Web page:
Florida Gov. DeSantis signs 'Parental Rights in Education' bill into law
Law bans teachers in kindergarten through third grade from teaching about "sexual orientation" or "gender identity.”
Florida Gov. Ron DeSantis on Monday signed legislation that bans teachers in kindergarten through third grade from teaching about "sexual orientation" or "gender identity" in the classroom.
Numerous media outlets and opponents of the bill, including President Joe Biden, claim the measure is “anti-gay,” or uses the words “don’t say gay” to suggest it’s anti-LGBTQ. A review last month of the seven-page bill by The Center Square revealed no such attacking language exists, and the bill never uses the word “gay.”
"In Florida, we not only know that parents have a right to be involved, we insist that parents have a right to be involved," DeSantis said Monday at a news conference Spring Hill, Florida.
Sponsored by Republicans Speaker Pro Tem Bryan Avila of Miami Springs and Joe Harding of Ocala, the bill requires schools to teach children age-appropriate material and to provide parents access to their children’s records and involve them in the decisions about mental health and other services offered for their children.
It prohibits instruction on sexual orientation and gender identity from being taught to children in kindergarten through third grade. It also requires that instruction starting at fourth grade and beyond be age and developmentally appropriate.
The bill states, “Classroom instruction by school personnel or third parties on sexual orientation or gender identity may not occur in kindergarten through grade 3 or in a manner that is not age appropriate or developmentally appropriate for students in accordance with state standards.”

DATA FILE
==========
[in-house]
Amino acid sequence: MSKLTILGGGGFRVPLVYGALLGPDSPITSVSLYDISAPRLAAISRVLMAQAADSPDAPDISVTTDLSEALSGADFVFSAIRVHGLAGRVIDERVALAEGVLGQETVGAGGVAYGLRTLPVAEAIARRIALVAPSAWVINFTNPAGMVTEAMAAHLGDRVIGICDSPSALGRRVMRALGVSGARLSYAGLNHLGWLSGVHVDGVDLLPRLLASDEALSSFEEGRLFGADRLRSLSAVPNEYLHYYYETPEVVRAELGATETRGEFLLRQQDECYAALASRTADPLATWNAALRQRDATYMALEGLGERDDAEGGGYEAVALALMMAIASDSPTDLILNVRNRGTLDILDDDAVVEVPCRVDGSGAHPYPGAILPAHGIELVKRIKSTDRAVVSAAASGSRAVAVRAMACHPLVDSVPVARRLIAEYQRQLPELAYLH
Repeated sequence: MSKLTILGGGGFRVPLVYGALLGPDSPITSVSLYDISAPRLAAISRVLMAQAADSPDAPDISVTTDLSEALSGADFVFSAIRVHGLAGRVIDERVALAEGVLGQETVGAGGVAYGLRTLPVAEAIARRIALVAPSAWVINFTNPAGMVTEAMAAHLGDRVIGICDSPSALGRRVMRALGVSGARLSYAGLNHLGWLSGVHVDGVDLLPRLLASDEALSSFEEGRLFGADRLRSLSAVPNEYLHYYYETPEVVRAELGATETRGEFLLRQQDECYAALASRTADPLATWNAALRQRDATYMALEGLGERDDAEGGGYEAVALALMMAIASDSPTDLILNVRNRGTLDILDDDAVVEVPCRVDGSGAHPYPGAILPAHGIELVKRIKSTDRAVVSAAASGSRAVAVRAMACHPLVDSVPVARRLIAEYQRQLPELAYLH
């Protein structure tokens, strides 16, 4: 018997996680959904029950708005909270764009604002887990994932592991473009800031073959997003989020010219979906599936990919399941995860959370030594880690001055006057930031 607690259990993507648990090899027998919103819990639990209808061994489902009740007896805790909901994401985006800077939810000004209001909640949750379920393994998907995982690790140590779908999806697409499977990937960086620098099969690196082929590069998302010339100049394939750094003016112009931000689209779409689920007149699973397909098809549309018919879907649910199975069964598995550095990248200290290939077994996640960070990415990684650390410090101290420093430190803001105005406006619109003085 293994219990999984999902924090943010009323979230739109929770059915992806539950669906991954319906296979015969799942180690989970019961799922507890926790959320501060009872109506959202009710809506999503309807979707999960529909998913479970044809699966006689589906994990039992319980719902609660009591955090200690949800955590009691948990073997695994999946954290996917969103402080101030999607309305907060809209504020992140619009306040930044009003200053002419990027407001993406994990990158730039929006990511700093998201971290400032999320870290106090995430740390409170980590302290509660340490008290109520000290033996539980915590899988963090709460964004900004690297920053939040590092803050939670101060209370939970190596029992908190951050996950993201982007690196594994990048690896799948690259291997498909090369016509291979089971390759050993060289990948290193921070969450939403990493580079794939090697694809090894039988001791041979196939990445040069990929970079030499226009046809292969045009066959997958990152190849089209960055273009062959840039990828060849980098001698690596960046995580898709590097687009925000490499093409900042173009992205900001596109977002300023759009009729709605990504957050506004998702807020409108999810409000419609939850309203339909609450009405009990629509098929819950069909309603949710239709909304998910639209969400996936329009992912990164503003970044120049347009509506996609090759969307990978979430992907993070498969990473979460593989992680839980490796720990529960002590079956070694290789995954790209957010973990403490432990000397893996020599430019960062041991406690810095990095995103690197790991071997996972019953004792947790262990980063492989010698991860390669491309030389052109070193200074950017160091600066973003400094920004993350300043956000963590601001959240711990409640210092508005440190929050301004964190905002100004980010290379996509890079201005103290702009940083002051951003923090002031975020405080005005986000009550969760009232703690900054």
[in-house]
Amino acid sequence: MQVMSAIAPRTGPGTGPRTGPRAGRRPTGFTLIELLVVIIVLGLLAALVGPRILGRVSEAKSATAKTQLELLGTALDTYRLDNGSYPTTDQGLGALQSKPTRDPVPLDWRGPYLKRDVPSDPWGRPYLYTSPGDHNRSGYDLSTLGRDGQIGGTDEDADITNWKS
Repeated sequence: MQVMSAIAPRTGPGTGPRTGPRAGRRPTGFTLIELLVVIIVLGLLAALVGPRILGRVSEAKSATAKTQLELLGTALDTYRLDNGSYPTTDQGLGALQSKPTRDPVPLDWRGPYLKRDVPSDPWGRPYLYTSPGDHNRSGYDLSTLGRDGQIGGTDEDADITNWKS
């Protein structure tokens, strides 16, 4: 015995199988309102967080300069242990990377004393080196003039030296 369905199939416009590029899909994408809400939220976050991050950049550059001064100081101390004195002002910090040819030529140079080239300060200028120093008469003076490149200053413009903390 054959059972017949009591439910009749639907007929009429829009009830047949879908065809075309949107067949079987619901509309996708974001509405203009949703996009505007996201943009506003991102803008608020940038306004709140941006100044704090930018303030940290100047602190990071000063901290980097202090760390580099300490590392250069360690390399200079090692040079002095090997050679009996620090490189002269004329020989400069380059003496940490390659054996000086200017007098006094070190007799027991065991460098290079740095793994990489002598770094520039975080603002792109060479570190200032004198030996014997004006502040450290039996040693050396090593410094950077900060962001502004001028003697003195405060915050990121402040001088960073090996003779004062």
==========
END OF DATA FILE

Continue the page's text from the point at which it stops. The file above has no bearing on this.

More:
The bill also requires school boards to notify parents if there’s a change in their child’s services or monitoring related to their mental, emotional, or physical health and wellbeing or the school’s ability to provide a safe and supportive learning environment. It also ensures that parents have access to their child’s education and health records.
Democratic Rep. Mike Grieco, an opponent of the legislation, said last month that the bill attacks LGBTQ people. He said those who voted for it can “never ever claim to be an ally of the LGBTQ community” because they are “voting to be an opponent.”
House Speaker Chris Sprowls said parents should have a say in when their young children are taught about such subject matters.
“I am sure that most parents would agree when we say that 5 and 6-year-olds should not be exposed to sensitive topics in the classroom and that parents should decide when to address those subjects with their child,” Sprowls said last month. “This should not have been controversial, but advocates and their allies spun a false narrative that many bought into.”
The new law takes effect in July ahead of the 2022–2023 school year.